The Houthi-affiliated administration has started the process of refurbishing Sanaa airport, which was frequently targeted by the Saudi-led coalition, according to two industry sources, as the group that controls much of northern Yemen prepares for a possible reopening of the facility as part of a U.N.-led peace effort.
A Saudi Arabian-led coalition has controlled Yemen’s air space since 2015, when the alliance intervened against the Iran-aligned Houthi movement that ousted the internationally recognized government from the capital, Sanaa.
The coalition’s spokesperson did not immediately respond to a request for comment on whether it had agreed to reopen air space and allow the airport to resume regular operations. The industry sources told Reuters that construction work had begun in some parts of the airport, which has been closed since 2015 with the exception of U.N. flights. It has been targeted dozens of times by coalition airstrikes over the last six years.
The military alliance says the facility is used for arms smuggling, something the Houthis deny. Airport director Khaled al-Shayef said in a Twitter post on Wednesday that he met with Yemenia airlines to discuss maintenance and equipment at the airport, and also held talks with the Yemen Oil Company on fuel supplies for aircraft.
The United Nations and the United States have called for the removal of restrictions on Houthi-held ports and Sanaa airport to ease a dire humanitarian crisis while also pressing the Houthis to agree to a nationwide cease-fire.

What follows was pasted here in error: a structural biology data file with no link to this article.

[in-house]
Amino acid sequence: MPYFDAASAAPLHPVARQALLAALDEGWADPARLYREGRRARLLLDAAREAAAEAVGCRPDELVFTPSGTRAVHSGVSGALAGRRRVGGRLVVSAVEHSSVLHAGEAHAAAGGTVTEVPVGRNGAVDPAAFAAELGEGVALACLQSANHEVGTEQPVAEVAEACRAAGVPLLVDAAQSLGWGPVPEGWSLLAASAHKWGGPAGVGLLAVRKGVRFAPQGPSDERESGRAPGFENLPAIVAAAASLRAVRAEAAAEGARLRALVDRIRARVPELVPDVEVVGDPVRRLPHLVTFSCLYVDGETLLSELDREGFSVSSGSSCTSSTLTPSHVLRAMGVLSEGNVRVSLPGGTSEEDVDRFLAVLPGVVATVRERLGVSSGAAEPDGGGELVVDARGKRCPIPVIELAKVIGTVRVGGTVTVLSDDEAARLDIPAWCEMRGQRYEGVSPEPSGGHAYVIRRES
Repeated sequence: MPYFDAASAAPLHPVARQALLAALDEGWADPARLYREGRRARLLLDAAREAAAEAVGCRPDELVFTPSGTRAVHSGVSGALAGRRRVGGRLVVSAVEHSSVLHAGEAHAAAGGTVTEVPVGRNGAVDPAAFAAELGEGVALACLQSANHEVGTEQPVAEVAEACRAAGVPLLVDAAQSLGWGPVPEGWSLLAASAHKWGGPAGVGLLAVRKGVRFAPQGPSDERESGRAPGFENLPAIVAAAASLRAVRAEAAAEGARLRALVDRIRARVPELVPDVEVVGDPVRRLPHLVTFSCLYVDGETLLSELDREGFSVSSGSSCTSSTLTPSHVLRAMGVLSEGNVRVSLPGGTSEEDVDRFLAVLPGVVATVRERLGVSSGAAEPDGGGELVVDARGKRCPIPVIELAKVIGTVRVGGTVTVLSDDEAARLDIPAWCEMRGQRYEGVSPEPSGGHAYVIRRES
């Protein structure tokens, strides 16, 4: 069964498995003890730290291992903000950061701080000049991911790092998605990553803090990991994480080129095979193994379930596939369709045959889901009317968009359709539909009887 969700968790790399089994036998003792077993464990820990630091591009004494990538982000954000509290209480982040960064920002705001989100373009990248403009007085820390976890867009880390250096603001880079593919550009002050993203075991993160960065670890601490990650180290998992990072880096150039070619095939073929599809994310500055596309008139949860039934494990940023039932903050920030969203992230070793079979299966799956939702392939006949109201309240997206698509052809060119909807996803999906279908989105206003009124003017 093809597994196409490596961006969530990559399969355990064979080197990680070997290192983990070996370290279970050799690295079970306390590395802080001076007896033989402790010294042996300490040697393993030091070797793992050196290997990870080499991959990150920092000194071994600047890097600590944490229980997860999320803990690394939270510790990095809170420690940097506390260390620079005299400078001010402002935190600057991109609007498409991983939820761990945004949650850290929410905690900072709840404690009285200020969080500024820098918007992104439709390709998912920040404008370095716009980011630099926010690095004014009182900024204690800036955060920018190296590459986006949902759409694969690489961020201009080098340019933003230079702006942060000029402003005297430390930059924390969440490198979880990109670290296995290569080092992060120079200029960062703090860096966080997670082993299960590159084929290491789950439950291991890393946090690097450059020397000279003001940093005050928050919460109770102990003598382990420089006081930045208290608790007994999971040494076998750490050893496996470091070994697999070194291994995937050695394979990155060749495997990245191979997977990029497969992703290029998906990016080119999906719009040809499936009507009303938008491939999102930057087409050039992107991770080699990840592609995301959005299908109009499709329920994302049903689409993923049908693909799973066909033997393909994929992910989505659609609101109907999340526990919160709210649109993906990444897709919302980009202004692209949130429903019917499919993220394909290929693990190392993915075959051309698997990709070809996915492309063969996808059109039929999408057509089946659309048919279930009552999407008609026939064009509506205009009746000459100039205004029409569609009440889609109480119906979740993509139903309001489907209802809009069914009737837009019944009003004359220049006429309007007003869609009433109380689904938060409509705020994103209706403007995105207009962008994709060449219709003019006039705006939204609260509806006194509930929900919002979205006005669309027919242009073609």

The coalition has also restricted access to the port in Hodeidah, the main entry point for Yemen’s commercial and aid imports. Riyadh and Yemen’s Saudi-backed government have linked removing the blockade to a truce deal, a condition the Houthis have rejected. Diplomatic efforts have intensified this week. U.N. envoy Martin Griffiths held talks in Iran with the country’s foreign minister on a two-day visit, the second one this year, his office tweeted on Thursday.
Oman, a main regional backer of peace efforts that hosts several Houthi officials, sent a delegation to Sanaa to push the peace deal with Houthi officials. Oman’s foreign minister arrived in Saudi Arabia on Wednesday for talks.
The conflict, largely seen in the region as a proxy war between Saudi Arabia and Iran, has left 80% of Yemen’s population reliant on aid and millions of people facing famine.
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